Driving an EV
Does Driving Range Decrease in Cold Weather?Written by Larry Thompson The short answer EV batteries operate and charge most efficiently when the battery and ambient temperatures are about 70 degrees Fahrenheit. According to a 2019 AAA study* driving when ambient temperatures are very cold (e.g. 20 degrees Fahrenheit) can reduce driving by as much as 41%, especially when using the cabin heater. Fortunately, we don’t have 20-degree temperatures in Connecticut very often and there are simple things you can do to mitigate possible range reduction such as: 1) Heat or cool your vehicle while it’s still connected to the Level 2 charger. Most EV’s today have a phone app which allows you to remotely control the heating and cooling system. Turn the heat or cooling on before you get in the car and you’ll have a nice comfortable car without reducing the driving range. 2) The cabin heater is energy-intensive so many EV owners will use the seat heaters and supplement the heat as necessary with the cabin heater. 3) Driving even 10mph slower than normal may significantly alleviate any range reduction due to cold weather and actually in any weather. 4) Underinflated tires reduce the driving range in all temperature conditions. In cold weather, tires can lose up to 1-2psi for every 10-degree drop in temperature. * https://www.aaa.com/AAA/common/AAR/files/AAA-Electric-Vehicle-Range-Testing-Report.pdf Learn more Also, note cold batteries cannot accept as much energy or as quickly as warm batteries. Therefore you may experience a reduction in the regenerative braking capability in your EV during that state. https://insideevs.com/features/342917/cold-weather-electric-car-tips-maximize-your-ev-for-winter/ https://www.chargepoint.com/blog/5-tips-ev-driving-cold-weather/ https://www.greenenergyconsumers.org/drivegreen/winterdriving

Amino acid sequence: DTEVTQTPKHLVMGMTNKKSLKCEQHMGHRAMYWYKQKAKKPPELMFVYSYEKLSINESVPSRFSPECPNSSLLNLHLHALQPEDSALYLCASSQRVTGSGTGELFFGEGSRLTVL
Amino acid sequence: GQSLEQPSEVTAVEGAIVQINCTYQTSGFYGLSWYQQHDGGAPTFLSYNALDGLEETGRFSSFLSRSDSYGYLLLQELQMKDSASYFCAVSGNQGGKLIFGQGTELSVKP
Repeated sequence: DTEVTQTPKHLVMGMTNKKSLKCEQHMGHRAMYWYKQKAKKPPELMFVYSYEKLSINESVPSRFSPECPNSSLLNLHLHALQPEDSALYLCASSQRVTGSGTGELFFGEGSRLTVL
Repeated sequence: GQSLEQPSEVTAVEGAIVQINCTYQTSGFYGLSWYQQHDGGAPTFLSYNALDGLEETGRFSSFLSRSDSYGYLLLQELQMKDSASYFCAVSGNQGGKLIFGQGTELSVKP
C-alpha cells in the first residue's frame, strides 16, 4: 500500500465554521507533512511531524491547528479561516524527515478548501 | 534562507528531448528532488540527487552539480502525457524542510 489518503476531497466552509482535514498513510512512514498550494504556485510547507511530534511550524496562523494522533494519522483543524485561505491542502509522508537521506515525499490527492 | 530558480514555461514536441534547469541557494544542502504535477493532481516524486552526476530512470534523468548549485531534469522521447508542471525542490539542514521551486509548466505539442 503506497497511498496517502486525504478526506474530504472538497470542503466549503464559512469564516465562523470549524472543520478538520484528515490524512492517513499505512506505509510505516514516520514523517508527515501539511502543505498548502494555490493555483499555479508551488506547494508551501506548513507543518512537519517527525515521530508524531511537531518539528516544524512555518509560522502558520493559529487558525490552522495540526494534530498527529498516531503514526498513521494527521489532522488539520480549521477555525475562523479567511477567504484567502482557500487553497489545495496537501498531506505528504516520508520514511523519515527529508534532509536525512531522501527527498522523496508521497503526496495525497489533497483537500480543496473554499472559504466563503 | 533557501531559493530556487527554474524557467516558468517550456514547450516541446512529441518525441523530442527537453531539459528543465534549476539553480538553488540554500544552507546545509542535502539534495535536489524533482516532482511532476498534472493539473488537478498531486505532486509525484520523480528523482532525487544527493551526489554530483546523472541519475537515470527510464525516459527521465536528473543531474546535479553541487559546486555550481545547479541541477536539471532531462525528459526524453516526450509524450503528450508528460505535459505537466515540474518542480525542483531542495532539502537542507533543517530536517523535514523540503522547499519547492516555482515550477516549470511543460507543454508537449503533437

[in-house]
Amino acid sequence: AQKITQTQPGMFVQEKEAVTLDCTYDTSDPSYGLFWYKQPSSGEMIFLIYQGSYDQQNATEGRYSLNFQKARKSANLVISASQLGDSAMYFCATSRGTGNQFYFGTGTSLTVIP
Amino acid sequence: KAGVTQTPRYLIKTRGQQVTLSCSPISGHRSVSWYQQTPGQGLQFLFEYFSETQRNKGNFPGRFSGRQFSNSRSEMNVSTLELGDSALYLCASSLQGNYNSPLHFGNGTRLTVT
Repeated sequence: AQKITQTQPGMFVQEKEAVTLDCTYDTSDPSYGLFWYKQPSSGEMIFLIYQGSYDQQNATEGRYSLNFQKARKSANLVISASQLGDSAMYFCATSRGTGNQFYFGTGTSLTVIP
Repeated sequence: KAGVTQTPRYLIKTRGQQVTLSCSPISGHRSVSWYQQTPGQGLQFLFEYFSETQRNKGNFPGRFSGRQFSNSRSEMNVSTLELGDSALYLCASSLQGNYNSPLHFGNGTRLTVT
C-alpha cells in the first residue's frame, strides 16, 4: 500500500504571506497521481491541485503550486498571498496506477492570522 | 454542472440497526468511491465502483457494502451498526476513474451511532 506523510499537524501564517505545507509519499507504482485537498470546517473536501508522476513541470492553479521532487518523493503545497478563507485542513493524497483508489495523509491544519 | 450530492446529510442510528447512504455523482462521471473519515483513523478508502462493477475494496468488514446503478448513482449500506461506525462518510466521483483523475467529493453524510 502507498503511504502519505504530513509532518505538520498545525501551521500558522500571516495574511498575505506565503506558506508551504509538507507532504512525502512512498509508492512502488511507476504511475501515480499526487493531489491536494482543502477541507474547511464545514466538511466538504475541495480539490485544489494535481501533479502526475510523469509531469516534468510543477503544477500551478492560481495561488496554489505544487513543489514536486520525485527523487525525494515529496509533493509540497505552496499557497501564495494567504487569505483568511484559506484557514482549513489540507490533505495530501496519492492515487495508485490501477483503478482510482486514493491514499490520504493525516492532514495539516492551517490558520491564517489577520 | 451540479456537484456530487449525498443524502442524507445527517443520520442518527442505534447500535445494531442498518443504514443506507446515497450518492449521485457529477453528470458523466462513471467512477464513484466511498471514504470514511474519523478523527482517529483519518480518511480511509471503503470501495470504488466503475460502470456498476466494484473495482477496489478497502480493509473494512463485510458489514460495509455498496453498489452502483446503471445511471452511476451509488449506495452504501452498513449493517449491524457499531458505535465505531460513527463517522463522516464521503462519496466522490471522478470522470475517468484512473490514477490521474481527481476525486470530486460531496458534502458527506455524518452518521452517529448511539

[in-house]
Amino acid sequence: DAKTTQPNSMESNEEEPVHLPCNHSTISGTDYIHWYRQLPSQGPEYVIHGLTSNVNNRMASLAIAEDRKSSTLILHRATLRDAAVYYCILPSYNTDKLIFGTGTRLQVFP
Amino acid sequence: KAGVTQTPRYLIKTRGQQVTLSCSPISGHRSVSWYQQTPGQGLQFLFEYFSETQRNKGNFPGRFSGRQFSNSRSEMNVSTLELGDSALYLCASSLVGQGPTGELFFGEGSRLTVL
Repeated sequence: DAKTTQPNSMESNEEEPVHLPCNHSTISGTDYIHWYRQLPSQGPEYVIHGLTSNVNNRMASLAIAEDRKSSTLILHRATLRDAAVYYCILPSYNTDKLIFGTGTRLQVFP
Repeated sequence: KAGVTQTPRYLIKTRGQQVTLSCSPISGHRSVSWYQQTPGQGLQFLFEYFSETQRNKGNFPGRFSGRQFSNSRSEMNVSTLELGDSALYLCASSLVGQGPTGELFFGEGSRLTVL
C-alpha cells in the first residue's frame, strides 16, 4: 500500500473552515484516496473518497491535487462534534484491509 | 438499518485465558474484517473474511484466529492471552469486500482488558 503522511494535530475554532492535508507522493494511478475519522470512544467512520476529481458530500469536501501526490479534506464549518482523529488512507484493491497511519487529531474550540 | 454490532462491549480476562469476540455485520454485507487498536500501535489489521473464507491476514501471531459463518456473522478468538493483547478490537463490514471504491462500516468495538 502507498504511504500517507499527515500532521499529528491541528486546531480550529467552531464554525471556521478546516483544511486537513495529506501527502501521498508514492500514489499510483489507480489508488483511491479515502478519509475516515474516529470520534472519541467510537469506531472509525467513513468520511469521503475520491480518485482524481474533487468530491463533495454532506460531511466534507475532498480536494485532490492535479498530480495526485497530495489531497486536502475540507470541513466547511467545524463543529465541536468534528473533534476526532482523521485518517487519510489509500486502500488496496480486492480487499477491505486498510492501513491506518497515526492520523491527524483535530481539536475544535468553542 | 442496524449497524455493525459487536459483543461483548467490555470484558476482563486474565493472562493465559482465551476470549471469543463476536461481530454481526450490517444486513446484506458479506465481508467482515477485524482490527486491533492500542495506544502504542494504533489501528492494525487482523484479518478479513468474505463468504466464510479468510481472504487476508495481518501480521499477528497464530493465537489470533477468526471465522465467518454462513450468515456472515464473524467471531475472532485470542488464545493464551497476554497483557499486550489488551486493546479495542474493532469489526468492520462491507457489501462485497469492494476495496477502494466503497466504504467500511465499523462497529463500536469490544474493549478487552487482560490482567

Written by Larry Thompson
(Updated March 2, 2020)
The short answer
Range anxiety is a term used to describe a concern the car will run out of battery capacity before reaching a charging station. The term was prevalent in earlier days when BEV driving range was limited and charging stations were few and far between.
Most new BEV’s have a driving range in excess of 220 miles which is generally sufficient for daily driving and the BEV will usually provide visual and audible warnings as the battery capacity becomes low. The longest range BEV currently available, the 2020 Tesla Model S, has a range of 390 miles. There are several vehicles expected to be available in the near term that will be 300+ miles.
PHEV’s are not subject to range anxiety as they have an internal combustion engine that can power the car separately from the battery system.
Upon acquiring an EV, you will quickly learn several tips for maximizing range. These include pre-conditioning the car while it is still plugged-in and using the heated seats instead of the cabin heating if it is not inordinately cold.
According to the US Department of Energy* there are approximately 366 public charging stations with 937 outlets in Connecticut. Tesla reports** a total of 18 Supercharger stations with 124 outlets and 7 additional stations planned.
Some BEV navigation systems can automatically plot a route to the nearest charging station when the battery capacity gets low.
Most EV’s have a portable charging cable that can be plugged into a 120 volt outlet, although the charge rates for 120 volt systems are slow, generally around 3-5 miles of charge per hour.